When we went to real congressional oversight of intelligence in the mid-'70s, there was a broad view that no other foreign intelligence service would ever share information with us again if we were going to share it all with the Congress. Those fears all proved unfounded.
Now, I've heard the impact of these releases on our foreign policy described as a meltdown, as a game-changer, and so on. I think -- I think those descriptions are fairly significantly overwrought. The fact is, governments deal with the United States because it's in their interest, not because they like us, not because they trust us, and not because they believe we can keep secrets. Many governments -- some governments deal with us because they fear us, some because they respect us, most because they need us. We are still essentially, as has been said before, the indispensable nation.
So other nations will continue to deal with us. They will continue to work with us. We will continue to share sensitive information with one another.
Is this embarrassing? Yes. Is it awkward? Yes. Consequences for U.S. foreign policy? I think fairly modest.
These are the words of the man who is second in command of all US armed forces. Does it give you comfort that he comes across as a very empirically-minded, very rational (these things tend to go together) guy?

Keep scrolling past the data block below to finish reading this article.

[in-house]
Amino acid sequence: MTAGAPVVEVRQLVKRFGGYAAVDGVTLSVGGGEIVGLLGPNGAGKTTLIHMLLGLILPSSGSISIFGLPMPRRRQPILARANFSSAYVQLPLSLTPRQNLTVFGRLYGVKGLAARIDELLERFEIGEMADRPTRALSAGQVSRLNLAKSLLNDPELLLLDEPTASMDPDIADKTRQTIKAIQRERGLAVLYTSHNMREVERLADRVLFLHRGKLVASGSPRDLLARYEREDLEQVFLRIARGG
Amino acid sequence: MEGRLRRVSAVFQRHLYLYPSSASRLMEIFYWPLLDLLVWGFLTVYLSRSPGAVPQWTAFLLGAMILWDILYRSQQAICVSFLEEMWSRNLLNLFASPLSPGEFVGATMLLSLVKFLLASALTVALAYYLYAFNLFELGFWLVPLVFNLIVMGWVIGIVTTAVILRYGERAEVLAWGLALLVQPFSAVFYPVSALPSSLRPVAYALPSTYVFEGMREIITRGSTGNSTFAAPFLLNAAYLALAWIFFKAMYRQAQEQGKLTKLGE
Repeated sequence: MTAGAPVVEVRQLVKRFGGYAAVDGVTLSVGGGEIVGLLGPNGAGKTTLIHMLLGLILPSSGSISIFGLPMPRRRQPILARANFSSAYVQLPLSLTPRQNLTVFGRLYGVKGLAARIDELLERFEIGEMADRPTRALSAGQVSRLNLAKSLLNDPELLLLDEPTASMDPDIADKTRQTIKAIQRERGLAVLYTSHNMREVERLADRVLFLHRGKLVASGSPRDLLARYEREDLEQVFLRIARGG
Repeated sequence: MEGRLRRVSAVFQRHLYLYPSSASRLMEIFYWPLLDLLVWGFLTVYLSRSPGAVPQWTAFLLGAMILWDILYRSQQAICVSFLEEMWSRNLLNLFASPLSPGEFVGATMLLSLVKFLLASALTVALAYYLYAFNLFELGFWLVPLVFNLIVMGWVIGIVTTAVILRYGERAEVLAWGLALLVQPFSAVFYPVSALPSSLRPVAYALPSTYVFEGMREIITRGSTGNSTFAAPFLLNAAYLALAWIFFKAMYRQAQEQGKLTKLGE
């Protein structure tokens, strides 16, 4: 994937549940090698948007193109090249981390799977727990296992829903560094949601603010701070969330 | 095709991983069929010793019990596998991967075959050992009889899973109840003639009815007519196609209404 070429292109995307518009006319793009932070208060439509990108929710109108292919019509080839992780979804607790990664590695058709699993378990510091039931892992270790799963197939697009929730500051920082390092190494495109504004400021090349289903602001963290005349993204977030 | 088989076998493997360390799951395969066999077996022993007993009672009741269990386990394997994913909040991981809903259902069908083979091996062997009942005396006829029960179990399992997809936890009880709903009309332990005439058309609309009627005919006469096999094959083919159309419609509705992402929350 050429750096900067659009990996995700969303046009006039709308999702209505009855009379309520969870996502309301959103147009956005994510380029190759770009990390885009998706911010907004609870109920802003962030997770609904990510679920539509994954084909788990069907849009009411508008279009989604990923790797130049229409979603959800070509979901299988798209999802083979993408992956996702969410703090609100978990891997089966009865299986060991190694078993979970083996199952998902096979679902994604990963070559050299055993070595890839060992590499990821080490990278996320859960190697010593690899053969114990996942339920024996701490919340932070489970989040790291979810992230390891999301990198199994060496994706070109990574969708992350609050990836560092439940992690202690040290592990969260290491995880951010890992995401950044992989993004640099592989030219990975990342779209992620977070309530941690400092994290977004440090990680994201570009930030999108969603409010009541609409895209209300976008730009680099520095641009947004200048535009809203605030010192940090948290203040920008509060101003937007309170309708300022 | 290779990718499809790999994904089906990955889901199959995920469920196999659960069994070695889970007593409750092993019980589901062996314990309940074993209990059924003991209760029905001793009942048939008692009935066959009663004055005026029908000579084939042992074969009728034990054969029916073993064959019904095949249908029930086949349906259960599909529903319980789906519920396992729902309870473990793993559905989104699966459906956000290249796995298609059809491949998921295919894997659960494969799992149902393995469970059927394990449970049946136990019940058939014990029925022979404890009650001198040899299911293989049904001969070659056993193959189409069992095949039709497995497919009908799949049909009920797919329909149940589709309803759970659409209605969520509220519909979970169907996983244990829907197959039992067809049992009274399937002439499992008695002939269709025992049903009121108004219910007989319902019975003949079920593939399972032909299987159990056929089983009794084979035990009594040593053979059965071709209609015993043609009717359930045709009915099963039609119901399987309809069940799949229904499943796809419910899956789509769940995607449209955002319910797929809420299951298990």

It does me.

The Iranian regime is a menace: lots of highly informed, and powerful, folk in the Middle East think so. We might conclude that the Obama Administration is being too sanguine about it. But we are not confronted with either a deeply duplicitous, or a hyper-aggressive, SuperPower. Just one which has a lot of good information available to it that may be erring on the side of passivity.

The Wikileaks document dump may well pose dangers for particular individuals. Which is shameful, and an implication of the nastiness of much Middle Eastern politics. But, regardless of what one might think of Julian Assange and his actions, what he has actually revealed is a fairly sane, and fairly well informed, diplomatic world. Far more so than what the Pentagon Papers revealed. And, we may well consider, it is like that, to a significant degree, because of the Pentagon Papers being revealed. If there is a hero in any of this, perhaps his name is Daniel Ellsberg.

ADDENDA Further sensible comments on the Wikileaks revelations here (on the US policy being the same in public and private), here (on the debunking of conspiracy theories) and especially here (on being informative, but not all that surprising and not remotely transformative).


  1. There is something of the shoot the messenger at work here. I say give Assange the Nobel Prizes in peace and economics.

  2. Peter, I am not quite that pro Assange, but that the effect is likely positive, even for the US, is a position that more than one sensible person has been making.